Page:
This is convenient for commands whose arguments might be some complex expression that would be clumsy to protect with backslashes. For instance, the expression command is a raw command. When you look up a command with help, the output for a command tells you whether the command is raw or not so that you know what to expect. Raw commands can still have options, if your command string has dashes in it, you indicate that these are not option markers by putting an option termination -- after the command name but before the command string.
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The command syntax for basic commands is very simple, arguments, options and option values are all white-space separated, and double-quotes are used to protect white-spaces in an argument. If you need to put a backslash or double-quote character in an argument you back-slash it in the argument. In gdb, to set a breakpoint, you might enter gdb break foo. As time went on, the parser that tells foo. The lldb commands are more verbose but also more precise and allow for intelligent auto completion.
To set the same file and line breakpoint in LLDB you can enter either of: lldb breakpoint set --file foo. This is convenient since it allows you to set common conditions or commands without having to specify them multiple times: lldb breakpoint set --name foo --name bar Setting breakpoints by name is even more specialized in LLDB as you can specify that you want to set a breakpoint at a function by method name.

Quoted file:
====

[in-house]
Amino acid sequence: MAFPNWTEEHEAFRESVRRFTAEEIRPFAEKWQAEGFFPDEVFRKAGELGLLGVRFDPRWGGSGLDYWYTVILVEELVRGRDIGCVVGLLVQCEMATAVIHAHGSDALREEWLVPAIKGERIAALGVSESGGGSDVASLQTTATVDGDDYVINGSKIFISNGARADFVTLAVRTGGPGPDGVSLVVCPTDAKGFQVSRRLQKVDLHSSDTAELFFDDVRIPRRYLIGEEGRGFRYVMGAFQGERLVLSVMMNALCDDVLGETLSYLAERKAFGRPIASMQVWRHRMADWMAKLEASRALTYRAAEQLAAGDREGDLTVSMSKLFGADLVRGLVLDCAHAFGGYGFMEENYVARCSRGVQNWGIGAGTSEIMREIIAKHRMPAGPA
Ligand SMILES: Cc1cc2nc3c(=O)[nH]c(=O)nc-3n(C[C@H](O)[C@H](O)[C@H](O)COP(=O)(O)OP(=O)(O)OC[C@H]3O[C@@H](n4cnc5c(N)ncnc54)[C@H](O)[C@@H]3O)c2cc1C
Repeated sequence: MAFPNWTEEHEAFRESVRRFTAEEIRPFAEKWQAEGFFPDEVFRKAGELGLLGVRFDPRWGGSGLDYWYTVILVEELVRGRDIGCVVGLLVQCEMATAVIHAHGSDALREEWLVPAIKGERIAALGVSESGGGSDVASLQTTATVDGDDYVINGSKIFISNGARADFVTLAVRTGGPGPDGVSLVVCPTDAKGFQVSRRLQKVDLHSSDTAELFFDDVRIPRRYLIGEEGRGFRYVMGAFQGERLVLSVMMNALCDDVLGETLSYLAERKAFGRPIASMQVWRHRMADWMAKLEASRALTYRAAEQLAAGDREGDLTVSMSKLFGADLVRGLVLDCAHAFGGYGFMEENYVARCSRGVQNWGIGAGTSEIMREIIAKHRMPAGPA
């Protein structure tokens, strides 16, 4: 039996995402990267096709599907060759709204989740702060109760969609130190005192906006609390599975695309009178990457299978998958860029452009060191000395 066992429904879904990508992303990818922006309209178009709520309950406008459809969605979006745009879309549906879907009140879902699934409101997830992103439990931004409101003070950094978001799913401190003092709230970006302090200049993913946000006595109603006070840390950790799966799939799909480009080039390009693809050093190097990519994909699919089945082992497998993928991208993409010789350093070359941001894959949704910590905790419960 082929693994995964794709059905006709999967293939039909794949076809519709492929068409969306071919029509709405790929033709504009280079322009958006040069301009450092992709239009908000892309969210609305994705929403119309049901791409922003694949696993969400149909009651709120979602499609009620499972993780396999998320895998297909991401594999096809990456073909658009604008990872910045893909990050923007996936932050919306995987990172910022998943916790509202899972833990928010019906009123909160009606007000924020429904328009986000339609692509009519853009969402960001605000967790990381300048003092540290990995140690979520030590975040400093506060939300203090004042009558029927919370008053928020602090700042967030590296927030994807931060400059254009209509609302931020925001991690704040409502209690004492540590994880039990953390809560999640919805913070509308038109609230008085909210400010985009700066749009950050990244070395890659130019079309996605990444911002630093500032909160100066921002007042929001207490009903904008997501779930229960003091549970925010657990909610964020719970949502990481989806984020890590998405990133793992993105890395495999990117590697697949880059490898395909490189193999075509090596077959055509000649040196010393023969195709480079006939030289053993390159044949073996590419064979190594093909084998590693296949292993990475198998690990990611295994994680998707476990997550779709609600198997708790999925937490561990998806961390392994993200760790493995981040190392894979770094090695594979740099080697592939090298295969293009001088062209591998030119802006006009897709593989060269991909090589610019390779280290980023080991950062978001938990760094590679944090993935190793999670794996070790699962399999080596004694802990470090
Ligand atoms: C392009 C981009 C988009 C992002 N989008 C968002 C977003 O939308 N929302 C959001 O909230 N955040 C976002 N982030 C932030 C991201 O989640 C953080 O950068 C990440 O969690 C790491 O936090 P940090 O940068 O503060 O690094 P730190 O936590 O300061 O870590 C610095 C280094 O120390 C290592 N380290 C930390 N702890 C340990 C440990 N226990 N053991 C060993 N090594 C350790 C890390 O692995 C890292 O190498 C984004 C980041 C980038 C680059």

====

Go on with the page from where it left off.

Suggestions on more interesting primitives of this sort are also very welcome. Just like gdb, the lldb command interpreter does a shortest unique string match on command names, so the following two commands will both execute the same command: lldb breakpoint set -n "-[SKTGraphicView alignLeftEdges:]" lldb br s -n "-[SKTGraphicView alignLeftEdges:]" lldb also supports command completion for source file names, symbol names, file names, etc.
Completion is initiated by a hitting a TAB. The individual commands are pretty extensively documented. You can use the help command to get an overview of which commands are available or to obtain details about specific commands. There is also an apropos command that will search the help text for all commands for a particular word and dump a summary help string for each matching command. Finally, there is a mechanism to construct aliases for commonly used commands.
So for instance if you get annoyed typing: lldb breakpoint set --file foo. But it mostly works, and makes the transition easier. Also by popular demand, it is aliased to b. If you actually want to learn the lldb command set natively, that means it will get in the way of the rest of the breakpoint commands. This is convenient for commands whose arguments might be some complex expression that would be painful to backslash protect.
First we need to set the program to debug. You can use help breakpoint set to see all the options for breakpoint setting. For instance, break by selector would set a breakpoint on all the methods that implement that selector in the classes in your program. Similarly, a file and line breakpoint might result in multiple locations if that file and line were inlined in different places in your code.